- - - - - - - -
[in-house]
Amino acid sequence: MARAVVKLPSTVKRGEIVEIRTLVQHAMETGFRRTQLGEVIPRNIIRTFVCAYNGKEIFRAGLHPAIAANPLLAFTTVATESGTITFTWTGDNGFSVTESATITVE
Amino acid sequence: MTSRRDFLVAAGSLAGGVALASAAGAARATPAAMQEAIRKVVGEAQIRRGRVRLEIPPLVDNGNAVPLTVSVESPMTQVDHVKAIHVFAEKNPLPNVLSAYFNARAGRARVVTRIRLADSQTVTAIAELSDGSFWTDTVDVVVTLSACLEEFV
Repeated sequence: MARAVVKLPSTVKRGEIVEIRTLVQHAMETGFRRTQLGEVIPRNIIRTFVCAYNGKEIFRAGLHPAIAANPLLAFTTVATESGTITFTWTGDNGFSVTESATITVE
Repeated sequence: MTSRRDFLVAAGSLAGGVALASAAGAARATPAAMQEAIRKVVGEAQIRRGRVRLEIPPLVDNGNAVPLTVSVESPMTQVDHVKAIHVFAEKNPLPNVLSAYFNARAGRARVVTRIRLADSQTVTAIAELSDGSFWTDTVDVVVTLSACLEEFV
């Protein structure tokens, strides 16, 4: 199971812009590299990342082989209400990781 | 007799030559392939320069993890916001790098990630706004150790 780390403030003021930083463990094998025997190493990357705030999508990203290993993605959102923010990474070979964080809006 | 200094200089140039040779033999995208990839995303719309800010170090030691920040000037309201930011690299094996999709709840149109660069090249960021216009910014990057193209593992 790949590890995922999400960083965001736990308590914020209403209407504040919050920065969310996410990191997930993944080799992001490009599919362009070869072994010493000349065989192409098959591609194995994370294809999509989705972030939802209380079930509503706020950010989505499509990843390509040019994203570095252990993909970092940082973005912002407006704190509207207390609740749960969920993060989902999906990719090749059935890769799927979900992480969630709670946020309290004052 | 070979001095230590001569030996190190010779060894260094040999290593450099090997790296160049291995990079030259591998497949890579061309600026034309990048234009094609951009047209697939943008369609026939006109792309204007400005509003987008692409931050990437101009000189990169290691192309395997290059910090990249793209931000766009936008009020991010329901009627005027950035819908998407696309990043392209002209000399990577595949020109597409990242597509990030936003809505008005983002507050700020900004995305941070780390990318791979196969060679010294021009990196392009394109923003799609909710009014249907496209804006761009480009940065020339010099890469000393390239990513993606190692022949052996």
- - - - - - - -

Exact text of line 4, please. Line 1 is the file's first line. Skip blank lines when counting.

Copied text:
Repeated sequence: MARAVVKLPSTVKRGEIVEIRTLVQHAMETGFRRTQLGEVIPRNIIRTFVCAYNGKEIFRAGLHPAIAANPLLAFTTVATESGTITFTWTGDNGFSVTESATITVE